There are three places where fiber optic amplifiers are most commonly used as it concerns fiber optic transmission. Amplifiers are used to boost the power of a signal before transmission over the optical cable even begins. This serves the purpose of extending the distance of the signal before any subsequent transmission is required. Line amplifiers are set up at carefully planned places along a network in order to maintain signal strength. It is these amplifiers that facilitate a signal’s long distance travel, and these amplifiers can keep the signal traveling for hundreds or even thousands of miles. Finally, Preamplifiers are used to raise signal levels upon reaching the input of optical receivers. The purpose of this is to facilitate adequate signal detection.

The Design of Fiber-Optic Amplifiers

Each type of amplifier is designed differently because they each serve different purposes. For instance, power amplifiers are designed to facilitate high gain. Preamplifiers are designed to keep noise to a minimum, and low noise levels are essential for these amplifiers to work properly. Because line amplifiers are required to enable signals to travel long distances over networks, they are constructed to keep noise levels low and allow for high gain.

Other places fiber optic amps are commonly located or used

There are other places on a network where fiber optic amplifiers are set up. A typical place other than the three aforementioned is in a switching node in order to make up for any loss that may occur in the switch fabric.

A Short History on Fiber-Optic Amplifiers

The invention of fiber-optic amplifiers is not a recent one. Most may think that it is, since the hype about fiber-optic networks has only been going on for the past 7 years or so. However, the first amplifiers were created in the year of 1987. These were called Semiconductor Optical Amplifiers, and they did not function well enough to impact signal transmission. These amplifiers were not nearly as advanced as they are now.

With the improvement of amplifiers over the years, a signal can travel over networks almost endlessly. These improvements were not made until recently, as researching and improving amplifiers was abandoned for the past couple of decades. Since attention has been given to amplifiers again, fiber-optic communication has improved dramatically and is becoming commonplace around the world.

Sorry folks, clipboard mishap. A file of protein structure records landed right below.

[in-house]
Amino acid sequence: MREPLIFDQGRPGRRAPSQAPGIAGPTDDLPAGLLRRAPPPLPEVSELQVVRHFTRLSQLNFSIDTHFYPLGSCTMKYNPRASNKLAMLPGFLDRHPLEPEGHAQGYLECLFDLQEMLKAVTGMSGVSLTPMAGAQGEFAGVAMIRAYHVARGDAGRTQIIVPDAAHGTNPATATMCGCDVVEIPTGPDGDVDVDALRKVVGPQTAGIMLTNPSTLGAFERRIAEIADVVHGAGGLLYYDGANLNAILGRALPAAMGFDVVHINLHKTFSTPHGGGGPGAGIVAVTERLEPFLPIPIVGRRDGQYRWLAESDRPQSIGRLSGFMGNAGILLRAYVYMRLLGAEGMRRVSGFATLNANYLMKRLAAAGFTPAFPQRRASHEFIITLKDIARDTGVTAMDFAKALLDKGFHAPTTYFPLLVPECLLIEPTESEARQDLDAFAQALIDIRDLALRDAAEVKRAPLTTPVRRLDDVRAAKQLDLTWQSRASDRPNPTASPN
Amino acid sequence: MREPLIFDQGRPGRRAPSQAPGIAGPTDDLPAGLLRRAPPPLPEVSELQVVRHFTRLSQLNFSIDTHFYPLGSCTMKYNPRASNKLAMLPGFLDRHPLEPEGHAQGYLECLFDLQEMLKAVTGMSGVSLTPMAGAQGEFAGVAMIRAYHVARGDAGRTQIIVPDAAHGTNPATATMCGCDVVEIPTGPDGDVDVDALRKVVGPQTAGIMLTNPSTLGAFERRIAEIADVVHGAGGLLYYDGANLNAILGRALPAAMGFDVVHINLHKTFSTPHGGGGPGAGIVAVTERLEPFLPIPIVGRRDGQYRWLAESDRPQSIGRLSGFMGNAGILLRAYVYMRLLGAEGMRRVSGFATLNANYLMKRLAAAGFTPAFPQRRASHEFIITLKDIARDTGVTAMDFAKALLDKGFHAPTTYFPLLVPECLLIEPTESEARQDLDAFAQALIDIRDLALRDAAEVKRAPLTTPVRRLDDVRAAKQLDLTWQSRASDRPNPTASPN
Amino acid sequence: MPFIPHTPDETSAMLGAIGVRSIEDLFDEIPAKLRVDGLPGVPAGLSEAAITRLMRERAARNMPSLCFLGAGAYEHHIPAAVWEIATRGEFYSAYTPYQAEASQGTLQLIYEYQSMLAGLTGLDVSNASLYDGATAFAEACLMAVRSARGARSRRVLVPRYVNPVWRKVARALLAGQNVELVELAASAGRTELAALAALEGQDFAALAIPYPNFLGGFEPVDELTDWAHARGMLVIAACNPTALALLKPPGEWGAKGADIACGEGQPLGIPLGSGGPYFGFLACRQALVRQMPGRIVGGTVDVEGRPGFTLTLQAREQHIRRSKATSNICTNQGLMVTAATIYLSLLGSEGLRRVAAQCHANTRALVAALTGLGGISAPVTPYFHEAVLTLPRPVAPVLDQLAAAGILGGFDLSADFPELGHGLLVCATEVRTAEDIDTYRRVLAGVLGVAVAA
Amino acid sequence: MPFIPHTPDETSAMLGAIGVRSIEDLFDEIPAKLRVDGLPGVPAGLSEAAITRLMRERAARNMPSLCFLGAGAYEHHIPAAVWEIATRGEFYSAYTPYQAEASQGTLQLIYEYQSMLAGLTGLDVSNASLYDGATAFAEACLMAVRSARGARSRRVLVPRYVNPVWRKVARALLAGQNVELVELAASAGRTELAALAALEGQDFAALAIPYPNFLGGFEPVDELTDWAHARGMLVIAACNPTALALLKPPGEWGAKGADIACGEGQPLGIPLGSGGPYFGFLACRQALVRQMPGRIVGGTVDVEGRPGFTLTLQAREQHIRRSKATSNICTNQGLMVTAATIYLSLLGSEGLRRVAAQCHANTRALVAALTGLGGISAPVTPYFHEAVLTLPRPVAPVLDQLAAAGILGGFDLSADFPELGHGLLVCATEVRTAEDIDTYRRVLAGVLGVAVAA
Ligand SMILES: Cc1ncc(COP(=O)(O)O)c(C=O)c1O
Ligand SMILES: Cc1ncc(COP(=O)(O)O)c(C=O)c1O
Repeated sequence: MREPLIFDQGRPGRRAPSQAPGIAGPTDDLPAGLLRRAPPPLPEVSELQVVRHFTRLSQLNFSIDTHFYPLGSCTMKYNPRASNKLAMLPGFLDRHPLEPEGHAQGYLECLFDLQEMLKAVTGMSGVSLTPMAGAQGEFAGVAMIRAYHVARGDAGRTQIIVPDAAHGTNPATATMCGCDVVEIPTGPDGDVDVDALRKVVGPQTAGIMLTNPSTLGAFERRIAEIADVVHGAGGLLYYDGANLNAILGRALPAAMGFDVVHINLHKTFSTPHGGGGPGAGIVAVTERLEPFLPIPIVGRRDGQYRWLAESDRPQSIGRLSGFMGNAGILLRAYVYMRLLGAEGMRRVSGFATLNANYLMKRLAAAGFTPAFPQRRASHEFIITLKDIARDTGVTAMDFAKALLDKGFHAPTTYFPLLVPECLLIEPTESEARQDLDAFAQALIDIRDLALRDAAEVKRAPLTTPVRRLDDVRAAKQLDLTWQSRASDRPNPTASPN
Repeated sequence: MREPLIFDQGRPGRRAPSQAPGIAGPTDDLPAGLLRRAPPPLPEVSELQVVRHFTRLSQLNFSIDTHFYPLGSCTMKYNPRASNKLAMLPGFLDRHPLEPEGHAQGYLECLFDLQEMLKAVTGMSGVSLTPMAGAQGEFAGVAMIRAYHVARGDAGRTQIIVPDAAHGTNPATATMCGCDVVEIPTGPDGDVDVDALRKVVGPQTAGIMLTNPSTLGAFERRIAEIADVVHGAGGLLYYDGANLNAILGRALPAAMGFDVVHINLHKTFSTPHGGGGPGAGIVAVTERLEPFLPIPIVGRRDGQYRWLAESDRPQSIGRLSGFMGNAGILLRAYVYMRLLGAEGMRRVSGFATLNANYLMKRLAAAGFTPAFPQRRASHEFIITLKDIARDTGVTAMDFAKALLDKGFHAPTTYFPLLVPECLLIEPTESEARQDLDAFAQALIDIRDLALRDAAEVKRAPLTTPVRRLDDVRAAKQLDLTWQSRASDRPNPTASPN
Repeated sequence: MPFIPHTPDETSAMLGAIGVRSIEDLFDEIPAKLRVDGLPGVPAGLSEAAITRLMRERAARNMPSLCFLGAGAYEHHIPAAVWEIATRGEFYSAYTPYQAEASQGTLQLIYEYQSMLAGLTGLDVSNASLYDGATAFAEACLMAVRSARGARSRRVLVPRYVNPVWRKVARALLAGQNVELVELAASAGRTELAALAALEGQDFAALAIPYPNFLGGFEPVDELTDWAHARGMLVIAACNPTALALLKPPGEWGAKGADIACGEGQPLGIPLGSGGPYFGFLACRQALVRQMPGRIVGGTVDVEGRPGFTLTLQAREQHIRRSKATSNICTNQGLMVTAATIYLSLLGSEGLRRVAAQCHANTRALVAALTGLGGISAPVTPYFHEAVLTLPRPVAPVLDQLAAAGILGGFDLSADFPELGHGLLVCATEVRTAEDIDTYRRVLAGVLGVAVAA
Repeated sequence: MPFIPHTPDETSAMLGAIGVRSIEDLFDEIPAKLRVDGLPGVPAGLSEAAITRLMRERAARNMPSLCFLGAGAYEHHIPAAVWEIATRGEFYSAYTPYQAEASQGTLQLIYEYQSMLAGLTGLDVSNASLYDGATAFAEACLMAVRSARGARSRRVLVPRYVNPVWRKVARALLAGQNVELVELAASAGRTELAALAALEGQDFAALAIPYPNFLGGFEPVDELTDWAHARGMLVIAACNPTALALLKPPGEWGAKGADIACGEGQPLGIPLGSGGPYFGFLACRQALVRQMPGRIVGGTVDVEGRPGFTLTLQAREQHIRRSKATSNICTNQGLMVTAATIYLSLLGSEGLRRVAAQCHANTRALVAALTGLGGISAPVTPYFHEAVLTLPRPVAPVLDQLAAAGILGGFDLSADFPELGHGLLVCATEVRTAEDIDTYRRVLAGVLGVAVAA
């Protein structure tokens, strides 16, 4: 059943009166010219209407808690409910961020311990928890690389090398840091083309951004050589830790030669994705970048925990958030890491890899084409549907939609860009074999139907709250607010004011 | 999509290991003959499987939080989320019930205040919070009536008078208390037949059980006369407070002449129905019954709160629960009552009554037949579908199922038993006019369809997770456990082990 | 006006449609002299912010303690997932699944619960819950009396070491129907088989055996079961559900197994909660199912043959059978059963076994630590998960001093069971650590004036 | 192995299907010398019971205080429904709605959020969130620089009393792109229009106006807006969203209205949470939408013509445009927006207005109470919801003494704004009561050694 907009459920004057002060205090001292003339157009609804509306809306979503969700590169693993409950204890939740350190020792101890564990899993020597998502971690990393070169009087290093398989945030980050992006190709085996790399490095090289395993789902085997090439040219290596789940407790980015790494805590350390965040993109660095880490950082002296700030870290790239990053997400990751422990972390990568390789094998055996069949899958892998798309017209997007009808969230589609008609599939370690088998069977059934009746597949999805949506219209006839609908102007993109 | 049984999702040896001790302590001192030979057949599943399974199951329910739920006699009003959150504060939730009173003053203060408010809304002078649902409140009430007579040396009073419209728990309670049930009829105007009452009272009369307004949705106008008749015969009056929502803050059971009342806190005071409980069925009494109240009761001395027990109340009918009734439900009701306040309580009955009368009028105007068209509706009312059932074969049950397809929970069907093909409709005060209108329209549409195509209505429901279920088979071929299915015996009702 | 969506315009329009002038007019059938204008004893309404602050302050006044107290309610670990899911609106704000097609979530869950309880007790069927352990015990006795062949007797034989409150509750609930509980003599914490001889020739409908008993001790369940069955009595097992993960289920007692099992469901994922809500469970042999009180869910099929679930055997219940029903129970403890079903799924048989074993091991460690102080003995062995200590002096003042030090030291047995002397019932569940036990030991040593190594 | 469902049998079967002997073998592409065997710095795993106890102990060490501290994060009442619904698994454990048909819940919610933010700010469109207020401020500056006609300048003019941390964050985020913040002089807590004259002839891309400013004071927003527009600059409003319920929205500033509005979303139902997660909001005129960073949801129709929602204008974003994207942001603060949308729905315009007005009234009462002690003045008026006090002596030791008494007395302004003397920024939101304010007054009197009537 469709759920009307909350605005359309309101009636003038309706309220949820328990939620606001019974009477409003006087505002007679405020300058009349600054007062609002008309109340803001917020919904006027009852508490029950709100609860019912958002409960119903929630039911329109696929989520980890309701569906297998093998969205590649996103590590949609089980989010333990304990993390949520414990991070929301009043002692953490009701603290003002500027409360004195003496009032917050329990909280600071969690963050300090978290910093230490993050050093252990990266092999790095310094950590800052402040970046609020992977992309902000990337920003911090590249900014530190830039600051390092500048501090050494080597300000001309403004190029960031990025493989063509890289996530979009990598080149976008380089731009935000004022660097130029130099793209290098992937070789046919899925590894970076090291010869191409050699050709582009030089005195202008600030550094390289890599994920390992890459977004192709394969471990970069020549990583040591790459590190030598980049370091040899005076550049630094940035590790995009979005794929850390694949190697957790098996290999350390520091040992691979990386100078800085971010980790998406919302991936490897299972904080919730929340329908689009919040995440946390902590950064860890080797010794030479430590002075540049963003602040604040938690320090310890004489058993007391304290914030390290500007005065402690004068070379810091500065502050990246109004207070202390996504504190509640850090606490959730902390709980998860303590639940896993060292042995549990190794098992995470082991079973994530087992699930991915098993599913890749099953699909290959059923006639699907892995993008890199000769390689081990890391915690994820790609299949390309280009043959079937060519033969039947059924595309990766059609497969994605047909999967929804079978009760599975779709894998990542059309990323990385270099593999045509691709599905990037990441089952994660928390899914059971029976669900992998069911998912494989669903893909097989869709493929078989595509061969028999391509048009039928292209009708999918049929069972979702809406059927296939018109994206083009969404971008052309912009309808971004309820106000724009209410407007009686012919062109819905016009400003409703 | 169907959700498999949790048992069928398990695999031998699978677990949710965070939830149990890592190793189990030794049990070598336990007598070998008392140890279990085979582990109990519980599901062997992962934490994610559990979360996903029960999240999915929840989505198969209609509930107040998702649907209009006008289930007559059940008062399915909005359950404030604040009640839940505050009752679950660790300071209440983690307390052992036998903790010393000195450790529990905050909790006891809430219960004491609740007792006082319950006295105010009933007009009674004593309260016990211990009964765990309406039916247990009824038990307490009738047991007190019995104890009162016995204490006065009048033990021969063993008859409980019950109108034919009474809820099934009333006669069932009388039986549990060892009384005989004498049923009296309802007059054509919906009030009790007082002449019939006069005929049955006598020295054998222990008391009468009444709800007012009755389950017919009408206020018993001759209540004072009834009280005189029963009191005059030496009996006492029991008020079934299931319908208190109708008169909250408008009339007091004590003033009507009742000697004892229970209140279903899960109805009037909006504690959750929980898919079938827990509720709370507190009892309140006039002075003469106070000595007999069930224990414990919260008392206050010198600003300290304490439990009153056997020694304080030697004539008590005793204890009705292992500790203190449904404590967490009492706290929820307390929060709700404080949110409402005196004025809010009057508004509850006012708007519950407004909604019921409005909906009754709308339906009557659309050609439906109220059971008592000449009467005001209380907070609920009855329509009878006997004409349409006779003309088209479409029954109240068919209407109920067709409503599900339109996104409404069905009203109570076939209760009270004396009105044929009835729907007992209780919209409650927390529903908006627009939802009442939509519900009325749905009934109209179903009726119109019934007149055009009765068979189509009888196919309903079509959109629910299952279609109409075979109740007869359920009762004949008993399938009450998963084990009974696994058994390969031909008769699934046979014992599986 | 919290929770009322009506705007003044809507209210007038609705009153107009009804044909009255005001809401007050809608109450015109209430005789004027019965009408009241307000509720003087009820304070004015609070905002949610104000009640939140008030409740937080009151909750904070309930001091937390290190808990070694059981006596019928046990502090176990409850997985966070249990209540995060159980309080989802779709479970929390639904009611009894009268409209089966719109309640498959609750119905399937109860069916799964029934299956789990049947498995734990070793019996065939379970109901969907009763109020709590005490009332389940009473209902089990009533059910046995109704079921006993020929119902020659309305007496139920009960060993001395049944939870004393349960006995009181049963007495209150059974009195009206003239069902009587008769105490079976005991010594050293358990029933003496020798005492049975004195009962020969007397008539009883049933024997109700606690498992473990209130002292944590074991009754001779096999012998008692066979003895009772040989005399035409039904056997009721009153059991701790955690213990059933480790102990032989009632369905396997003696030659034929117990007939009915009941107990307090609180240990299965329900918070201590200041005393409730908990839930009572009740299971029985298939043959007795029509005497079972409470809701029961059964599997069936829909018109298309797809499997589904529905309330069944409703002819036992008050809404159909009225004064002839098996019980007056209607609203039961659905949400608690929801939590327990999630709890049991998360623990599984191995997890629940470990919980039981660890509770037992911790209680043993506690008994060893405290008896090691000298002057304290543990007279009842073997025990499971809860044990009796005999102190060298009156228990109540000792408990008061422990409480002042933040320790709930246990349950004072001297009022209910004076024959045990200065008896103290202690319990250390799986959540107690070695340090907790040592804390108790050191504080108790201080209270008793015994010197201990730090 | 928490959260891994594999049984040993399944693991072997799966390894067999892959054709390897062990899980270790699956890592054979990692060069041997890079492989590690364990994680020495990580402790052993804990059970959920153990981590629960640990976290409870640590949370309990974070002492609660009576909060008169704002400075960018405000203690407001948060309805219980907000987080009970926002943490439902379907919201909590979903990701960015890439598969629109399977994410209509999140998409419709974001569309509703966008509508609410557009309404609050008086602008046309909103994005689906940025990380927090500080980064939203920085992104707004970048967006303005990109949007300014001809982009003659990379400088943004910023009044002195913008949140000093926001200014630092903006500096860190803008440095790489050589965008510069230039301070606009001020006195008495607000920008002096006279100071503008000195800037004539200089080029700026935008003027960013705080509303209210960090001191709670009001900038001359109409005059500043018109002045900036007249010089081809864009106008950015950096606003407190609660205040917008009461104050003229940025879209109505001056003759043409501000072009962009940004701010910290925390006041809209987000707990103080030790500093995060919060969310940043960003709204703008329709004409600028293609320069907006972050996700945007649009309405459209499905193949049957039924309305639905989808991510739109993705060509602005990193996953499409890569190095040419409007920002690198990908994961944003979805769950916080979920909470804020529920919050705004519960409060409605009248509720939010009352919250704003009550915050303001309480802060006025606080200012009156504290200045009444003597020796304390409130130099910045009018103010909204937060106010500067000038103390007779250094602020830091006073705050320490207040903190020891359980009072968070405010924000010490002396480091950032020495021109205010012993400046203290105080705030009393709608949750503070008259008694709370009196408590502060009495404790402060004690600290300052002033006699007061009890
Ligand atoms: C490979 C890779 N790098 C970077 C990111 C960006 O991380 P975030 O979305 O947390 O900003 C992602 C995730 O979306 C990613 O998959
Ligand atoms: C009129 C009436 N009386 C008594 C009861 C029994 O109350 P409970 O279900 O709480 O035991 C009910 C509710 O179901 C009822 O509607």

Jason Kane from Orlando Florida writes about internet technology and fiber-optics from distributors like FluxLight.

Posted in Cable Company, Fiber amplifier, Fiber Optic Cable, Fiber Optics, Network Cable, Networking, Orlando Cable Contractor, What is?0 Comments

Memory limits for the different versions of the Microsoft Windows 7 Operating System

QUESTION:
How much memory can you use with Microsoft Windows 7 ?

ANSWER:
First without getting into a bunch of technical detail here is a straight to the point breakdown of how much memory is supported with the different flavors / versions of Microsoft 7.

Microsoft offers it’s Windows 7 operating system in six different versions.

First you need to know that the maximum RAM – memory limit for 32-bit Windows 7 operating system editions is 4GB.
Which is more then enough for the average user.

For power users, special application computers, etc 4 GB of memory may not be enough.

The 64 bit editions of Microsoft Windows 7 support the following amounts of memory.

Microsoft starter Edition: 8GB
Microsoft Home Basic Edition: 8GB
Microsoft Home Premium: 16GB
Microsoft Professional : 192GB
Microsoft Enterprise: 192GB
Microsoft Ultimate: 192GB

These memory limits are similar to those with Microsoft Vista flavors / editions.

Which version is right for you?
We will get to that in another article….:)

Posted in Computers, Memory, Microsoft, Operating Systems, Questions & Answers, Software, What is?0 Comments

The hidden dangers of Image GeoTagging

What is Image Geo tagging anyways?

Did you know today’s smart phones and digital cameras embed hidden data into the photographs you take. The photos you take can tell others:

  • Where you live
  • Where you work
  • Where you go to school
  • Where you spend your free time
  • When there is nobody home
  • Where you park your car

Now it may not be a big deal if you are taking photographs of yourself or a loved one in a public place like Lake Eola, Cranes Roost Park or another well known public place. On the other hand if you are taking photos in your home, at your job or any other place you don’t want a stranger to know then you probably should continue reading this article.

How does it happen?